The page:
Other issues arise too, said Thom Black, architect on the project. “Adding live/work spaces to a turn-of-the-century building in a mature downtown revealed trouble spots—and some moments looked like show-stoppers—but Sam and Marlene blazed the trail,” he said. “Turn-of-the-century buildings are square pegs that don’t fit in the round hole of the modern building code. We worked hand-in-hand with the building department to interpret the code to make it work,” said Thom.

“Any time you tread new waters, there will be snags along the way,” said Sam Sciacca. “I’m grateful we got through the City rules and regulations. I feel we have paved the way for others to do residential over commercial. Hopefully, going forward will not be as difficult and time-consuming,” said Sam of other developers’ prospects as they look to invest in downtown.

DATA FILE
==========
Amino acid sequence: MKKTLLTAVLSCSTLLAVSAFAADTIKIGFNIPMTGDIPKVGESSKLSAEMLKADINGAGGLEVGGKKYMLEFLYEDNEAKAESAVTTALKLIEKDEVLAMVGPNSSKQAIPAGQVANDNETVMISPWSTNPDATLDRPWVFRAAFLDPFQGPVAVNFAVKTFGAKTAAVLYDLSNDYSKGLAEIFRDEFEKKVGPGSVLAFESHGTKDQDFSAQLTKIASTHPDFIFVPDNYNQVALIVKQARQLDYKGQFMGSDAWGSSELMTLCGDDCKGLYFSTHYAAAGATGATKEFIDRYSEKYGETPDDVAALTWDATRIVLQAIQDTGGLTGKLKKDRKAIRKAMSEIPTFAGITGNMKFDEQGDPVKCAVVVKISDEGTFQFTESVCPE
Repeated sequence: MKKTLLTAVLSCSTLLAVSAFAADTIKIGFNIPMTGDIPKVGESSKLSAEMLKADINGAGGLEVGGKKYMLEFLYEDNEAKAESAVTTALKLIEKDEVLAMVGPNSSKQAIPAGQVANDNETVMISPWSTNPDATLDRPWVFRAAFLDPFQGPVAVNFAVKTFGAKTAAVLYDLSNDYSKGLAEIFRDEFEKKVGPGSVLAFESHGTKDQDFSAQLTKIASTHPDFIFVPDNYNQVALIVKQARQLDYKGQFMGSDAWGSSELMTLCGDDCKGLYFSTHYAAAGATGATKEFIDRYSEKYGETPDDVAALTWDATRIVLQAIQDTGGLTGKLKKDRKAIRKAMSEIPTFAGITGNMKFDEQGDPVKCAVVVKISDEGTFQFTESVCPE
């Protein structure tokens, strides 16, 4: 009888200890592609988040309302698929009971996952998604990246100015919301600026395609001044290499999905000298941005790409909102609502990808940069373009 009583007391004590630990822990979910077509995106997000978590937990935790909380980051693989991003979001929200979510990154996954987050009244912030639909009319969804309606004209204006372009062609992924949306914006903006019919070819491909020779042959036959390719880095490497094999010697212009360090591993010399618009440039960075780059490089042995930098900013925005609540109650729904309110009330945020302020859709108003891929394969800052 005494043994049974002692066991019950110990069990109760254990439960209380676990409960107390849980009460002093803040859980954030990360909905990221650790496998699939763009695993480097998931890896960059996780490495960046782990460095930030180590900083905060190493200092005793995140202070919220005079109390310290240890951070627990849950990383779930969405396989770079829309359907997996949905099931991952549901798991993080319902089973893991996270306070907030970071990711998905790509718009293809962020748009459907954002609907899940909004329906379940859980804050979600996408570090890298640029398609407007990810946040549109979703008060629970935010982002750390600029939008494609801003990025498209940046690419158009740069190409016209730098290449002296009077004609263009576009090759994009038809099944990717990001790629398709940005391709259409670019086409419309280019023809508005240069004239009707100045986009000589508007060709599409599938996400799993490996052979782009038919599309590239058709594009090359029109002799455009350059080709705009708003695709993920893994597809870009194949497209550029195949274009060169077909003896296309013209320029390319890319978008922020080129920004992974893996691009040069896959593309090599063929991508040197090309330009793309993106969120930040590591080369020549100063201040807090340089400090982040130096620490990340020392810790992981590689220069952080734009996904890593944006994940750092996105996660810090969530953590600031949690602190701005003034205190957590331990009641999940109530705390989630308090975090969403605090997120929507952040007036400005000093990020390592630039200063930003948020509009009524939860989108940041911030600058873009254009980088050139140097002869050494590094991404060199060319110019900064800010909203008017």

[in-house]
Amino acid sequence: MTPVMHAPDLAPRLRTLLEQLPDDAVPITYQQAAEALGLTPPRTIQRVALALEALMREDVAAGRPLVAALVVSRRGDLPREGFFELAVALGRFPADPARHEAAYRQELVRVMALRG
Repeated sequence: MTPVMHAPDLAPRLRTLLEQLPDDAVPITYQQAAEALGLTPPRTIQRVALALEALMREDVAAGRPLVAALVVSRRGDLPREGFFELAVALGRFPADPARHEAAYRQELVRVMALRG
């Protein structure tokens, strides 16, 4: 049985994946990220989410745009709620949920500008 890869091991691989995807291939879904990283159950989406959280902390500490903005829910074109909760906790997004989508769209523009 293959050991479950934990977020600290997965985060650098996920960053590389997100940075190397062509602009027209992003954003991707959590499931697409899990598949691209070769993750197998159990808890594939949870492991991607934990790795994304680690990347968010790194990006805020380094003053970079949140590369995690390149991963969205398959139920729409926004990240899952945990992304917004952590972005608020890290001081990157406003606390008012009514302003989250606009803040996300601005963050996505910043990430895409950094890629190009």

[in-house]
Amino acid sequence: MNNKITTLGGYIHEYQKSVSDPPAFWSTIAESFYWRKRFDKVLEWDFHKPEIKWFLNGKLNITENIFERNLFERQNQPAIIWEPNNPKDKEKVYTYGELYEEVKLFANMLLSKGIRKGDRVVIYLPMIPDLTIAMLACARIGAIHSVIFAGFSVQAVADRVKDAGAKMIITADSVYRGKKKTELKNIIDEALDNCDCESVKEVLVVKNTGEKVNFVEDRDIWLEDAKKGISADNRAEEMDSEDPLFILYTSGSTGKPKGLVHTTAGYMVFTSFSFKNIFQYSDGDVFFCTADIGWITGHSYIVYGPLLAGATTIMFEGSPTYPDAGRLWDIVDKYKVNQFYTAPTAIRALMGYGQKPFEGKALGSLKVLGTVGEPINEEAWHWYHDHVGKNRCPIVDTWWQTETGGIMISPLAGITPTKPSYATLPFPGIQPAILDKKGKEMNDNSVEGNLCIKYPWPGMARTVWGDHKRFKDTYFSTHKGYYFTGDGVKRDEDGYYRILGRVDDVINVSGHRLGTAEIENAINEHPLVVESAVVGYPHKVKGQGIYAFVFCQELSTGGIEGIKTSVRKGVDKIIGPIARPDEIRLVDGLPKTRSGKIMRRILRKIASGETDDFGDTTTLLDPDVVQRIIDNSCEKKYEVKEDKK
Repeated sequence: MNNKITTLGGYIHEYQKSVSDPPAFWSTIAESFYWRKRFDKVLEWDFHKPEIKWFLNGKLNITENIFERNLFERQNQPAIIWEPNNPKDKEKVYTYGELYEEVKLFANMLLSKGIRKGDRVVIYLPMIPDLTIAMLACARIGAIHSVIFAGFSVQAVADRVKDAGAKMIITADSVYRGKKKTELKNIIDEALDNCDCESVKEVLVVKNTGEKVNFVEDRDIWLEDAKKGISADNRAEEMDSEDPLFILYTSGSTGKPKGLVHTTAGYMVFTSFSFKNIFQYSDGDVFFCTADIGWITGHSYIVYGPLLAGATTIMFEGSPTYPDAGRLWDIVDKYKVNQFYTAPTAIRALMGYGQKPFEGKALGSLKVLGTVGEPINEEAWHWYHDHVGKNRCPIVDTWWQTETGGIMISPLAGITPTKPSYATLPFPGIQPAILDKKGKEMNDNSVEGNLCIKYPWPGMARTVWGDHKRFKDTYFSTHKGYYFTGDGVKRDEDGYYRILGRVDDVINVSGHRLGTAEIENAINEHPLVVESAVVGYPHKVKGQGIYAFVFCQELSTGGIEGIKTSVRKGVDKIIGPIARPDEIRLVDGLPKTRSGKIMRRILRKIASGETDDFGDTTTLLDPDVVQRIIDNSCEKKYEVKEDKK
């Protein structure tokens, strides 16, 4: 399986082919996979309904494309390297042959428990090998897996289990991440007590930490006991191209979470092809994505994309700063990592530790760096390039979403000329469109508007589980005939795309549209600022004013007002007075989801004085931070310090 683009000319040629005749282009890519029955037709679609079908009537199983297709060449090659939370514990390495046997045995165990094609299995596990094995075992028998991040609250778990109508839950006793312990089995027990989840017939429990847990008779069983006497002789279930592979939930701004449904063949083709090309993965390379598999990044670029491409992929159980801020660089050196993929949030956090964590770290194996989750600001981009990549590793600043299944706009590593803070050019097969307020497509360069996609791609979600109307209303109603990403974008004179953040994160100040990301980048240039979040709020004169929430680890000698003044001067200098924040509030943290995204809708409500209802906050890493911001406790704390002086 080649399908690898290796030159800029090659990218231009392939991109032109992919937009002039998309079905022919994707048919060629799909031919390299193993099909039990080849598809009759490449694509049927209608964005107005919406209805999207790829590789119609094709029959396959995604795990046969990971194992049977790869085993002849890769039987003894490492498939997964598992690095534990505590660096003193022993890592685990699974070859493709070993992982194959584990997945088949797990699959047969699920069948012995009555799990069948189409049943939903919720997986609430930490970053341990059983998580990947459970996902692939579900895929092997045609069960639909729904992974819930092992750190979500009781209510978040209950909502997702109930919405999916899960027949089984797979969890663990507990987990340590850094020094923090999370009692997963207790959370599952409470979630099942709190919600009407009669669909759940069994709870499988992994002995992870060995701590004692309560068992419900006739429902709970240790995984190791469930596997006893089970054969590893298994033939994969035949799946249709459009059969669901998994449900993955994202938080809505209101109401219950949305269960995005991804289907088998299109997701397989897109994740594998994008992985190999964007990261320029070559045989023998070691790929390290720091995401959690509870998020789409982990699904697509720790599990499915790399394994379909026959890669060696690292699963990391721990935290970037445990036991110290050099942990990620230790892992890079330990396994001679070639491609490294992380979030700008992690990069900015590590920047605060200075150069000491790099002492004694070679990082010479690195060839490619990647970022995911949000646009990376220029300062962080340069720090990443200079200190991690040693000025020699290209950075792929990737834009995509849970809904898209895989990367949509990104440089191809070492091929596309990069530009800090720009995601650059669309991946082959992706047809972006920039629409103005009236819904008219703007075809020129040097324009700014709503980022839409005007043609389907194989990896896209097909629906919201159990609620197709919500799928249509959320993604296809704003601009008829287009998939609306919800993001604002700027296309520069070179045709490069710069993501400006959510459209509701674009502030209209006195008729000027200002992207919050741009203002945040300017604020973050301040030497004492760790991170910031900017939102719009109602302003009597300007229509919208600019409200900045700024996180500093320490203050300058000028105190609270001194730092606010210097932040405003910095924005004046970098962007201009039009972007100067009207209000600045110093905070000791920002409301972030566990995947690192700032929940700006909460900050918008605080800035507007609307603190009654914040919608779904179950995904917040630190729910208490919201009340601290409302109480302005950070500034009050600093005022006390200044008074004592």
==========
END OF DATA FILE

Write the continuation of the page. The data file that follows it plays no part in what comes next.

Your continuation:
Not among the snags for the Sciaccas was the division of labor approach. “We do pretty good working together because we keep our responsibilities separate,” said Marlene. She worked with the “jewelry” of the building—the design elements, the architect, etc.—while Sam handled the budget and City requirements.

Located in the old Sweet Building (built in 1859; where Link’s Menswear was located prior to its closing), the Sciaccas’ introduction of second floor residential units marks the largest mixed-used downtown development to date. The project’s high-end finishes and the residents’ ability to enjoy restaurants and cultural attractions car-free are all part of the allure of living in downtown Visalia. Empty nesters, single young professionals wanting proximity to Visalia’s numerous nightlife options, DINCs (dual income households/no children), and coastal second-home dwellers no longer need to maintain a large suburban footprint.